Bill
shapps1313
 
Stove/Furnace Make: Harman
Stove/Furnace Model: Magnum Stoker

Re: Harman Magnum Stoker Restoration...

PostBy: Matthaus On: Wed Jul 08, 2009 8:06 am

shapps1313 wrote:If your going to weld, be careful welding steel to cast iron. I know it can be done,BUT, make sure you take it to someone who has welded dissimilar metals before. Cast iron does not like to be welded cold,Think long bake in an oven at around 400 degrees,Or even higher temp, not 100% certain on this. Also you'll need high nickel content rods. MIG does not always work on cast iron,this is from a bad experience MIG welding cast iron.Bill


Best and easiest way is to braze the offending bracket to the cast iron door. Although welding is probably the last resort, I find that using a little heat to remove the bolts/screws prevents the broken fastener issue in the first place..... you know the old saying an ounce of prevention... :lol:

You are doing a nice job of the rebuild, getting a good coat of 1200* ceramic silver on the inside after rust removal seems to work the best for keeping things easy to keep clean.
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Matthaus
 
Stoker Coal Boiler: Leisure Line WL110 Dual Fuel, natural gas
Hot Air Coal Stoker Stove: Leisure Line Lil' Heater (rental house)
Coal Size/Type: Rice and Buckwheat Anthracite

Re: Harman Magnum Stoker Restoration...

PostBy: ceccil On: Wed Jul 08, 2009 11:08 am

The more I see the refurbs that you guys do, the more I wish I knew about this site before buying my stove brand new. I would have bought one of these rebuilds in a minuet before buying new again. :idea: Only thing I can't figure out is why you guys don't get together and start a new stove manufacturing company. With the knowledge you guys have, I would think it would be a very successfull company. :D

Jeff
ceccil
 
Stove/Furnace Make: Keystoker, Harman
Stove/Furnace Model: 90K, Mark III

Re: Harman Magnum Stoker Restoration...

PostBy: eelhc On: Wed Jul 08, 2009 1:47 pm

ceccil wrote:The more I see the refurbs that you guys do, the more I wish I knew about this site before buying my stove brand new. I would have bought one of these rebuilds in a minuet before buying new again. :idea: Only thing I can't figure out is why you guys don't get together and start a new stove manufacturing company. With the knowledge you guys have, I would think it would be a very successfull company. :D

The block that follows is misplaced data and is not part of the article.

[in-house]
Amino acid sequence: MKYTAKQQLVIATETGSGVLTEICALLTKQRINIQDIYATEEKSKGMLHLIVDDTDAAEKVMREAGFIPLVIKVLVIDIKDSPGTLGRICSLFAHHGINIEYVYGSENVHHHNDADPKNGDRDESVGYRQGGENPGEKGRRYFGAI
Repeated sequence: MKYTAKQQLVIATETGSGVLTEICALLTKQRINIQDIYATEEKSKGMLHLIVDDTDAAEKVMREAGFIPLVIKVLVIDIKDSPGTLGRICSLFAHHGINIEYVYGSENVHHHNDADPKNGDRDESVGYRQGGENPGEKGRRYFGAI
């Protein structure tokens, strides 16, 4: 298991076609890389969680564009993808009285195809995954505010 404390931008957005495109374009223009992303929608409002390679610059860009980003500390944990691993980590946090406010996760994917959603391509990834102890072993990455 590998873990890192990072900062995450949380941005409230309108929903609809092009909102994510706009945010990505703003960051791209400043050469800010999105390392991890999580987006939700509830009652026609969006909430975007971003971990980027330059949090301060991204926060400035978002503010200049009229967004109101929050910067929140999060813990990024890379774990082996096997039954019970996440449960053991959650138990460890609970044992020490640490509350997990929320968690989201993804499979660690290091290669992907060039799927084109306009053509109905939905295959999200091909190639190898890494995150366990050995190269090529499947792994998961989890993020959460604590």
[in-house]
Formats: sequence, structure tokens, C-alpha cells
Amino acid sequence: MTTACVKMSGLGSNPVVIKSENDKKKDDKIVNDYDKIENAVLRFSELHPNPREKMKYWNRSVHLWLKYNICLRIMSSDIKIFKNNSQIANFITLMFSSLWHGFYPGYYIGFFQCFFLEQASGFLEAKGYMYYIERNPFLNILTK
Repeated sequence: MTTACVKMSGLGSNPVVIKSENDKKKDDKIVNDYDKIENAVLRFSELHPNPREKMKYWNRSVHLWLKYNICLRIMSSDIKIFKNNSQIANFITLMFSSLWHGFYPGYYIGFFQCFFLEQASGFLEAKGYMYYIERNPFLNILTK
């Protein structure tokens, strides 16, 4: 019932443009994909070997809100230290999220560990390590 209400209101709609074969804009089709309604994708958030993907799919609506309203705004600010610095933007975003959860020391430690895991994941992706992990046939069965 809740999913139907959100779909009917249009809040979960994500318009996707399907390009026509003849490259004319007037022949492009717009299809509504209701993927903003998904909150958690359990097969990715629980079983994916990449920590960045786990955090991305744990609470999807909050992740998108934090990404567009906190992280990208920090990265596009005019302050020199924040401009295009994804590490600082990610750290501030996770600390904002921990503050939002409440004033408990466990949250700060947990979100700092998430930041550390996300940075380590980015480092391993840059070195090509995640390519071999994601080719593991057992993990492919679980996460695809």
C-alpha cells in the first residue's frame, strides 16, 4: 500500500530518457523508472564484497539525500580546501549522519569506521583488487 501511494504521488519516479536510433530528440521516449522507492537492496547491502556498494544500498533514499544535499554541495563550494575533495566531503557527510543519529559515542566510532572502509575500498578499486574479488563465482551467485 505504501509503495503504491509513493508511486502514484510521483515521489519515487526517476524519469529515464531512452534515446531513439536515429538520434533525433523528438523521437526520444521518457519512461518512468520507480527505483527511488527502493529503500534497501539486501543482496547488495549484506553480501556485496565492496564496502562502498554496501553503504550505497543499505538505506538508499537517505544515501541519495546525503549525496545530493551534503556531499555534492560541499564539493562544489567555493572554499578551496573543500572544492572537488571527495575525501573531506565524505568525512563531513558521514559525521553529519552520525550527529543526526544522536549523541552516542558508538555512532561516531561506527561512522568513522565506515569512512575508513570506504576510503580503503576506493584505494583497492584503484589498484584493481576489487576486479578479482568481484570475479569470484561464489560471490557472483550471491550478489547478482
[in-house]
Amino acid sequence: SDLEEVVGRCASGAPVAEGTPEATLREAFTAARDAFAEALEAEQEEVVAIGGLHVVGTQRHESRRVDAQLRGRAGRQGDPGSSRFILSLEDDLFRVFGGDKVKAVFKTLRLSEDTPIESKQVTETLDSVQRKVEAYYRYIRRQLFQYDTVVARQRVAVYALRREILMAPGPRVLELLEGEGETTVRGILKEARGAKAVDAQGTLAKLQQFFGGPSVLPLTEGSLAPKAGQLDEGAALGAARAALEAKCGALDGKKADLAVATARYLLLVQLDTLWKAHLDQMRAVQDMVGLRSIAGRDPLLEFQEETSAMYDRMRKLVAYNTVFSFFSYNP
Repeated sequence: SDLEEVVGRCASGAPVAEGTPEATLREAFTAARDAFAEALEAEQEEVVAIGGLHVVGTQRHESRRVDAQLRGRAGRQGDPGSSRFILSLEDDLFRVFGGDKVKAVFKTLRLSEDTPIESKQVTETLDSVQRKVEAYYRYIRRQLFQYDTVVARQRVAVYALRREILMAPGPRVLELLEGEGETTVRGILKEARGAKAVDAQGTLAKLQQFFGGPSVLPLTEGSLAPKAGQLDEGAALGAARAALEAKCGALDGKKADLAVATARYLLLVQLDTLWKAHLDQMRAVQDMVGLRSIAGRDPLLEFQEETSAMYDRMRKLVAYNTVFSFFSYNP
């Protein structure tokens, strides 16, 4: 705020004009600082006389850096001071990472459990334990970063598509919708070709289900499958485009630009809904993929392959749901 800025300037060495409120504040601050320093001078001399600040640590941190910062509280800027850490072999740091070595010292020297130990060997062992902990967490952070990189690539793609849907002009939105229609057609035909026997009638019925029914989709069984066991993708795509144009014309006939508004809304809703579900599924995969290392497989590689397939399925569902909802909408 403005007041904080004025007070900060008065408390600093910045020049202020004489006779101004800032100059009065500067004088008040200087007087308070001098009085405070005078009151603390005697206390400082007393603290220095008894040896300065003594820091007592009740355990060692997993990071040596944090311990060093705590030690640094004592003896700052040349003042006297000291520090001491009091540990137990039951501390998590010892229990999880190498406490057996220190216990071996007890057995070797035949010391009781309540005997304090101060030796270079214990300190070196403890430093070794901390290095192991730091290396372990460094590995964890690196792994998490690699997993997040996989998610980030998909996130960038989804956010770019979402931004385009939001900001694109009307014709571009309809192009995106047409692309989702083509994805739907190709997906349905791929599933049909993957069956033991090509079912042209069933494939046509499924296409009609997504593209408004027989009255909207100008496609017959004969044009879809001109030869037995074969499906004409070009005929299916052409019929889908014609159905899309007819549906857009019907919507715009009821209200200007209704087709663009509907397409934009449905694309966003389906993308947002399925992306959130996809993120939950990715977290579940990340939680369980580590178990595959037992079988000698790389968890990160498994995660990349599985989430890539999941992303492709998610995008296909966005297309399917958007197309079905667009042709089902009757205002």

Jeff


A year ago I hadn't burnt an ounce of coal in my life. Now I'm converted.

I am an electrical engineer by education/training/profession. I see a lot of areas where these stoves/furnaces/boilers could benefit from modern engineering/materials (the coal-trol comes to mind). Truth be told though... I don't think there's much $$$ to be made in the Anthracite coal industry... and the present designs that have been refined bit by bit over the years are simple and work well enough.
eelhc
 
Stove/Furnace Make: Harman Magnum Stoker

Electrolytic Derusting

PostBy: eelhc On: Wed Jul 08, 2009 9:36 pm

Quick update today...

Family and work obligations have kept me busy the last few days but I'm back at it. I could probably buzz through this with the wire wheel in a few nights but what fun is that? Here's a quick electrolytic derusting setup I set up tonight. Part is the tile back plate from the ash door.
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Yes... that's a kitty litter bucket...

Hooked up and at work...
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Oooo... bubbles...


Back tomorrow with the results!!!
eelhc
 
Stove/Furnace Make: Harman Magnum Stoker

Re: Harman Magnum Stoker Restoration...

PostBy: Matthaus On: Wed Jul 08, 2009 10:56 pm

Another idea:

Citric acid works great! No current needed, just make up a batch and dip the parts. I keep a jar of it for the door handles and hardware, been using the same solution for a year now and makes everything look nice and new.
Matthaus
 
Stoker Coal Boiler: Leisure Line WL110 Dual Fuel, natural gas
Hot Air Coal Stoker Stove: Leisure Line Lil' Heater (rental house)
Coal Size/Type: Rice and Buckwheat Anthracite

Visit Lehigh Anthracite